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1 May 2003 Use of Random Amplified Polymorphic DNA (RAPD) Analysis for the Identification of Giardia intestinalis Subtypes and Phylogenetic Tree Construction
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Abstract

A comparison of random amplified polymorphic DNA (RAPD) was used to investigate genetic polymorphisms among 25 isolates of Giardia intestinalis and to assess the utility of RAPD for subtype detection and genealogical analysis. Using data obtained for six human and 19 animal-derived isolates in polymerase chain reactions using 13 different primers, phylogenetic trees were constructed and bootstrap values computed by the program FreeTree. Three major clades were distinguished, corresponding to previously defined genetic assemblages A, B, and E. The purported specificity of assemblage E genotypes for artiodactyl hosts was supported. Assemblages A and B showed wide host spectra, including human and animal hosts. No correlation was found between the genotype of analyzed isolates and the presence or absence of the double-stranded RNA Giardiavirus. The results indicate that RAPD data provide reliable genetic information that can be used for both “fingerprinting” and genealogical purposes.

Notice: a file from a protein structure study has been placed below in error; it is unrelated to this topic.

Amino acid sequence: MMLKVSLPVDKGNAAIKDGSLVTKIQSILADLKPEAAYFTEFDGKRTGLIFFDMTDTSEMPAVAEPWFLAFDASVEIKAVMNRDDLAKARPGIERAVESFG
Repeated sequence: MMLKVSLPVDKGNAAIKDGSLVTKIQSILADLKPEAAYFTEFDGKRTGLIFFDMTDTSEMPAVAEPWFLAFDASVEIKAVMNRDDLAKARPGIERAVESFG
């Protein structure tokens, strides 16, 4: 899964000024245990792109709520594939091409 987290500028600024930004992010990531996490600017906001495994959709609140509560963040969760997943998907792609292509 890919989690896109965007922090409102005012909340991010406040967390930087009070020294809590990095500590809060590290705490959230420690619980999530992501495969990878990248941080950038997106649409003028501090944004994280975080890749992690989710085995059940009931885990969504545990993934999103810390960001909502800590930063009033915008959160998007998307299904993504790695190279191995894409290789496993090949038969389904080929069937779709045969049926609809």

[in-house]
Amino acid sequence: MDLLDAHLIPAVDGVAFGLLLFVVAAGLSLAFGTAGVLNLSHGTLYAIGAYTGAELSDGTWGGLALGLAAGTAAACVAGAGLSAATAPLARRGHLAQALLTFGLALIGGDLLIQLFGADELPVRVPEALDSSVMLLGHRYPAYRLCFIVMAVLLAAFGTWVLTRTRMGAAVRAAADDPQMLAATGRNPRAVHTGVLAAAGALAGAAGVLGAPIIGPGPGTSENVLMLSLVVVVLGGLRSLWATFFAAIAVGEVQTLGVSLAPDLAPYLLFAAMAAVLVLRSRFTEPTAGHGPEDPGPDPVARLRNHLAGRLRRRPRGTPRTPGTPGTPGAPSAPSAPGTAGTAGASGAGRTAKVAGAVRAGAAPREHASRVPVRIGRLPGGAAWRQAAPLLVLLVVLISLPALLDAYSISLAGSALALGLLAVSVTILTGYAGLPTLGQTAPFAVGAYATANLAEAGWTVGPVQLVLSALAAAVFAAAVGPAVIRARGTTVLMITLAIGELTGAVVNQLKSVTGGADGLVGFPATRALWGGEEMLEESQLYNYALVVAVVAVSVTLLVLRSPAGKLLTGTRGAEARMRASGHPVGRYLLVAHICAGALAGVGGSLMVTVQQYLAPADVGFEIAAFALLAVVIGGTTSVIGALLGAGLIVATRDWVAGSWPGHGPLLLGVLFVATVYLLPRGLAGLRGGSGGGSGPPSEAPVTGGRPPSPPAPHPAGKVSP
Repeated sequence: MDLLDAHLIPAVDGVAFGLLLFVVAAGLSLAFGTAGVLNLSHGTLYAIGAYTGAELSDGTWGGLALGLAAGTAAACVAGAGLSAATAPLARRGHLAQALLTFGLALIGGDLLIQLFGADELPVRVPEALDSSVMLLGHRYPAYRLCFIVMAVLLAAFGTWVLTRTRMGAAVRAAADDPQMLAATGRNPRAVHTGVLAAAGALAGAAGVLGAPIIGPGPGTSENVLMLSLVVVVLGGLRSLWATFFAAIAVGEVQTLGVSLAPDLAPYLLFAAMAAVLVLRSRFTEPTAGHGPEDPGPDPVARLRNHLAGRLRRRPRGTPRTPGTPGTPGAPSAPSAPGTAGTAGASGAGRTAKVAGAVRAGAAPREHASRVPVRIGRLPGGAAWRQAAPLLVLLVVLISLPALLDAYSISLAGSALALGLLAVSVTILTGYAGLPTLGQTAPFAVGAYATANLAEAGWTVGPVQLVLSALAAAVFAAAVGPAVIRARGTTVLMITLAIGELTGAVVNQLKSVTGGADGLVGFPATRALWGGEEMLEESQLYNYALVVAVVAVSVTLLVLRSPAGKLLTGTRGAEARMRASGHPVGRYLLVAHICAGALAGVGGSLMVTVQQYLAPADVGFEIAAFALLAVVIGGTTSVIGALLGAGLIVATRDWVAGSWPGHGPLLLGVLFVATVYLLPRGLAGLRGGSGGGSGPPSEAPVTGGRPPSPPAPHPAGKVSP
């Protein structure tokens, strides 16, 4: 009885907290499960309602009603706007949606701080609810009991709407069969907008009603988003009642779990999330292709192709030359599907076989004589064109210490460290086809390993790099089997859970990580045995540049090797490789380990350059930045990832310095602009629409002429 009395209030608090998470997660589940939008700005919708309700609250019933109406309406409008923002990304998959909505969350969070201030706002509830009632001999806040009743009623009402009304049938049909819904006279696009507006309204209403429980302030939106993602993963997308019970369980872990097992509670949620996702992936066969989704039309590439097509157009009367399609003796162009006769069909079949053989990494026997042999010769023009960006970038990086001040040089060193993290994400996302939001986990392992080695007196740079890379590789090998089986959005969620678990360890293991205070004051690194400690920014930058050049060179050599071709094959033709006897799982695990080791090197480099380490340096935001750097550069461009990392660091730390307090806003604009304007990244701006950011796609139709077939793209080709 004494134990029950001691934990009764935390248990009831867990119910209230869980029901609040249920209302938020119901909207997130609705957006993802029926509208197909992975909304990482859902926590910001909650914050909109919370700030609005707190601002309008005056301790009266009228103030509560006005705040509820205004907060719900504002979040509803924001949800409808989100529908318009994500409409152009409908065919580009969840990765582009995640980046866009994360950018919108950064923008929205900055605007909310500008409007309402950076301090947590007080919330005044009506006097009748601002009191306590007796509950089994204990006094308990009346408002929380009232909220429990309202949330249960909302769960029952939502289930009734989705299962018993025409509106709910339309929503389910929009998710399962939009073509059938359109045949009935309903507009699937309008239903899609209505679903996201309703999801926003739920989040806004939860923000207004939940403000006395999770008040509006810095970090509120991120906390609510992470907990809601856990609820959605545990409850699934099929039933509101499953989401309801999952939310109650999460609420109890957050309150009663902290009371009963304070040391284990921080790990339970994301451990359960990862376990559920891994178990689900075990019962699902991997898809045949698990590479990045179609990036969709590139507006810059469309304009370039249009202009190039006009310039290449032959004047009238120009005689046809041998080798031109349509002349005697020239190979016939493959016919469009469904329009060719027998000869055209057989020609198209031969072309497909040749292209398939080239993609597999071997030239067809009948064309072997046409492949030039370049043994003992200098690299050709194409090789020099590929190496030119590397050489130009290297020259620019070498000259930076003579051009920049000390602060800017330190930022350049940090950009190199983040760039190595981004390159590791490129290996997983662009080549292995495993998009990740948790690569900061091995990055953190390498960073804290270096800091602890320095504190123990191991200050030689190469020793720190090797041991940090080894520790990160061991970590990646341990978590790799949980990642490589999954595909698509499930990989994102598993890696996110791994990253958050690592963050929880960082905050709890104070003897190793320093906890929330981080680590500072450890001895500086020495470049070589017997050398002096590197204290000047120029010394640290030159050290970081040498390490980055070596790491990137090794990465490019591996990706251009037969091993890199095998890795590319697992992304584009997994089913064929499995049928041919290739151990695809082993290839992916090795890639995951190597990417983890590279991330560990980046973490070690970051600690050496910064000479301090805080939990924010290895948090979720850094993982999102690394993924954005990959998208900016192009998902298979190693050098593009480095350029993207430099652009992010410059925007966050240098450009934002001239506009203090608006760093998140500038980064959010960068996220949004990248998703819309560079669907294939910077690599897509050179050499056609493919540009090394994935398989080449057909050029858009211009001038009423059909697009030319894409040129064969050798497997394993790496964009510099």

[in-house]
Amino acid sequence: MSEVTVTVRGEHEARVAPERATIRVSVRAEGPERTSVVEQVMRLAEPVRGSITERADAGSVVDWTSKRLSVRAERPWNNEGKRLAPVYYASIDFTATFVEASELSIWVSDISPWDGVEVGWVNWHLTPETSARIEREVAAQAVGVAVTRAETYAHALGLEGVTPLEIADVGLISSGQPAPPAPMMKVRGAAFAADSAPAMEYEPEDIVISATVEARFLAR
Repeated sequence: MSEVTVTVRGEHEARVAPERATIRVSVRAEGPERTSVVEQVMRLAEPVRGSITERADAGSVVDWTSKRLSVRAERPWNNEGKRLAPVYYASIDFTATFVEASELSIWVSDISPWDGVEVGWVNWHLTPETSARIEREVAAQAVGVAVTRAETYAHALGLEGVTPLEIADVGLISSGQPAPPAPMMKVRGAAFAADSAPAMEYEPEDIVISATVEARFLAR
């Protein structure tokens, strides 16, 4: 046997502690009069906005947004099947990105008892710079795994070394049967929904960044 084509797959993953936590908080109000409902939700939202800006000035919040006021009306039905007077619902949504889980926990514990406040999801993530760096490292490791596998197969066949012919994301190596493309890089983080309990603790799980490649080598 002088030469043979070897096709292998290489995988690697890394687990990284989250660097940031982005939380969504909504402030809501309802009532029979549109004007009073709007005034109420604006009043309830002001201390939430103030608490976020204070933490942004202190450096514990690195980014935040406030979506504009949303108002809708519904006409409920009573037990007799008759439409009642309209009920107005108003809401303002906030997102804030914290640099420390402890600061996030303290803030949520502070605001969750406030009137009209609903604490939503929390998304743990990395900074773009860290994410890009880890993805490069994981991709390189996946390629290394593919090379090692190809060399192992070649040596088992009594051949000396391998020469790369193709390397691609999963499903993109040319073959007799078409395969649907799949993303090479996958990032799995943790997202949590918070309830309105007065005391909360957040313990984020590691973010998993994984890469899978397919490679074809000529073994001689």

JITKA ŠEDINOVÁ, JAROSLAV FLEGR, PETER L. EY, and JAROSLAV KULDA "Use of Random Amplified Polymorphic DNA (RAPD) Analysis for the Identification of Giardia intestinalis Subtypes and Phylogenetic Tree Construction," The Journal of Eukaryotic Microbiology 50(3), 198-203, (1 May 2003). https://doi.org/10.1111/j.1550-7408.2003.tb00117.x
Received: 24 June 2002; Accepted: 8 March 2003; Published: 1 May 2003
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